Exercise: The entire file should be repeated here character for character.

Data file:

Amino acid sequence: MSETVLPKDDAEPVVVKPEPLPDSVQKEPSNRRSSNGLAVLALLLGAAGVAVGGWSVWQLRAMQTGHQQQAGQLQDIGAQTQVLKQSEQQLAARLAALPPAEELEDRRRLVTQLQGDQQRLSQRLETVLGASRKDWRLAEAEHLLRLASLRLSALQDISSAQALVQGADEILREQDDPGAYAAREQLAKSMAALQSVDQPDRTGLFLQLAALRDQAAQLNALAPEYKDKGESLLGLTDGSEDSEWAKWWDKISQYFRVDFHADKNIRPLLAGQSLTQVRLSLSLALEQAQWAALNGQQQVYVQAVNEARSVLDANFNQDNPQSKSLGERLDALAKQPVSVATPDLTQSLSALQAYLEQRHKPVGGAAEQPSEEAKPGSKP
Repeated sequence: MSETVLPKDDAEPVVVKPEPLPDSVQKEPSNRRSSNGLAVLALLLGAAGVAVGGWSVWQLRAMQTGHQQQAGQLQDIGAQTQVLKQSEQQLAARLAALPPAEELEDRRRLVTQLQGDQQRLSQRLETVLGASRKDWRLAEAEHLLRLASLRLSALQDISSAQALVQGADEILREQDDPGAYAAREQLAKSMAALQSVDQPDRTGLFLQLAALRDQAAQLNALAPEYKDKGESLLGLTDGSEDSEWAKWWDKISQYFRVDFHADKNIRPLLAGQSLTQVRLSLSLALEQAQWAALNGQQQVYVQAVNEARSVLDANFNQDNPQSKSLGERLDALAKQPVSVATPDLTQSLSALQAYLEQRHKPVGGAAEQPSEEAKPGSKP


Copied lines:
Amino acid sequence: MSETVLPKDDAEPVVVKPEPLPDSVQKEPSNRRSSNGLAVLALLLGAAGVAVGGWSVWQLRAMQTGHQQQAGQLQDIGAQTQVLKQSEQQLAARLAALPPAEELEDRRRLVTQLQGDQQRLSQRLETVLGASRKDWRLAEAEHLLRLASLRLSALQDISSAQALVQGADEILREQDDPGAYAAREQLAKSMAALQSVDQPDRTGLFLQLAALRDQAAQLNALAPEYKDKGESLLGLTDGSEDSEWAKWWDKISQYFRVDFHADKNIRPLLAGQSLTQVRLSLSLALEQAQWAALNGQQQVYVQAVNEARSVLDANFNQDNPQSKSLGERLDALAKQPVSVATPDLTQSLSALQAYLEQRHKPVGGAAEQPSEEAKPGSKP
Repeated sequence: MSETVLPKDDAEPVVVKPEPLPDSVQKEPSNRRSSNGLAVLALLLGAAGVAVGGWSVWQLRAMQTGHQQQAGQLQDIGAQTQVLKQSEQQLAARLAALPPAEELEDRRRLVTQLQGDQQRLSQRLETVLGASRKDWRLAEAEHLLRLASLRLSALQDISSAQALVQGADEILREQDDPGAYAAREQLAKSMAALQSVDQPDRTGLFLQLAALRDQAAQLNALAPEYKDKGESLLGLTDGSEDSEWAKWWDKISQYFRVDFHADKNIRPLLAGQSLTQVRLSLSLALEQAQWAALNGQQQVYVQAVNEARSVLDANFNQDNPQSKSLGERLDALAKQPVSVATPDLTQSLSALQAYLEQRHKPVGGAAEQPSEEAKPGSKP